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Kim

Interactive Brokers Margin

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I tried to to buy 1 Apr SPX 1300 put and getting an error message that I have insufficient margin. The message indicates that the margin will increase by 53,985 (see attached image).

IB margin.PNG 

I opened a ticket with IB. Their response was:

upload_2018-2-14_11-13-39.png 

upload_2018-2-14_11-14-8.png 

upload_2018-2-14_11-14-37.png 

I couldn't believe this, but the fact remains.

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    • By Kim
      I want to talk today about commissions.

      Lets assume that you buy a straddle for $2 ($1 each option). I have an account with IB (Interactive Brokers) and pay 0.70 per contract. So for me to do a round trip trade is 2.80. This is 1.4% of the cost of the trade. So if my gain is 10%, then I keep 8.6% after commissions.

      If you pay $1.5 per contract, then your total cost is $6. That's 3%. You need 3% gain just to break even.

      Some brokers charge you per ticket fee plus per contract fee. This might be a good deal if you do a lot of contracts. For example, if you do 20 contracts and pay $5 per ticket plus 0.30 per contract, then you pay 0.55 per contract. But if you do just 2 contracts, then it's 2.80 per contract.

      Also some brokers charge a fee per ticket per leg, others per ticket for the whole spread. For RIC which is 4 leg trade, it's a huge difference. Since you make it as one trade, you might pay one per ticket fee with some brokers or four fees with others.

      Commissions is one of the reasons why I don't like cheap stocks. A straddle on a $100 stock might cost around $5.00-6.00. Paying $2.80 commissions is only 0.5% of the trade. But straddle on $15 stock can be only $0.70, so $2.80 is 4% of the trade. A huge difference.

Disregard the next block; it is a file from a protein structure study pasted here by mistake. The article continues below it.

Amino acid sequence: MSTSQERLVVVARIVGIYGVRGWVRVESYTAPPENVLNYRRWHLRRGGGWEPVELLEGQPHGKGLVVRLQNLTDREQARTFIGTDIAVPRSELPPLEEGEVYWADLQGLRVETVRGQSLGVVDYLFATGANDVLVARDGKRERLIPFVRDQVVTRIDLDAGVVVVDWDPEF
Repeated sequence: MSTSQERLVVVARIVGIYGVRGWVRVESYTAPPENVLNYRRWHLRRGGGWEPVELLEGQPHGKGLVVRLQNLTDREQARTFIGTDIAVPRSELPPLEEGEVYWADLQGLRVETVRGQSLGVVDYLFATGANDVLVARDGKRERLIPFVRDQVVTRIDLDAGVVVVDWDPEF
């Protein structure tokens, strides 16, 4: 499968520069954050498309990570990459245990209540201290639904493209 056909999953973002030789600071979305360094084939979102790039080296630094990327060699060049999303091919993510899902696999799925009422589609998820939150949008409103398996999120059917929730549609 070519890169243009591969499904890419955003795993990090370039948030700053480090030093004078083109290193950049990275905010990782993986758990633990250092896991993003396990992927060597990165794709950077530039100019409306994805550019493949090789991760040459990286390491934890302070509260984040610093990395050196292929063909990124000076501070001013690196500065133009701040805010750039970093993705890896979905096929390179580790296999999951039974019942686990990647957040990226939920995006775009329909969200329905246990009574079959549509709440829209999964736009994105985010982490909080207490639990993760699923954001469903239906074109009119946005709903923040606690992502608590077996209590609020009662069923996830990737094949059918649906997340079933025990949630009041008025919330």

When choosing a broker for those strategies, remember that commissions can make a huge difference. Check the fine print and do the math which broker is better for you based on the number of contracts you are going to trade.
       
      Update: For those who don't want to read the whole thread, it seems like most members really like IB. Barrons's agrees:
       
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      The impact of commissions on your results can be astonishing.
       
      This excellent article by Business Insider is asking the right questions (and also answering some of them):
       
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      Their conclusions:
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      SteadyOptions $10k model portfolio traded 228 contracts in January. If you paid $0.75/contract with no ticket fee, you spent $171 on commissions, which is 1.7% of your portfolio value. While not cheap, but considering the fact that we produced 20.7% ROI in January (12.4% return on the whole account assuming 10% allocation), it is completely reasonable.
       
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      Of course commissions is only part of the whole package. Other factors include tools, platform, customer service etc. Barron's publishes a comprehensive brokers review every year. Here is the last one. Interactive Brokers (IB) was ranked #1 by Barron's third year in a row. This is the broker I personally have been using for the last 7 years and I'm very happy.
       
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      This demonstration shows how to execute some of our trades in Interactive Brokers.
       

       
      Download video:
       
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      Options Trading is a business. As in any business, there are costs. One of the major costs is commissions that we pay to our broker (other costs are slippage, market data etc.)
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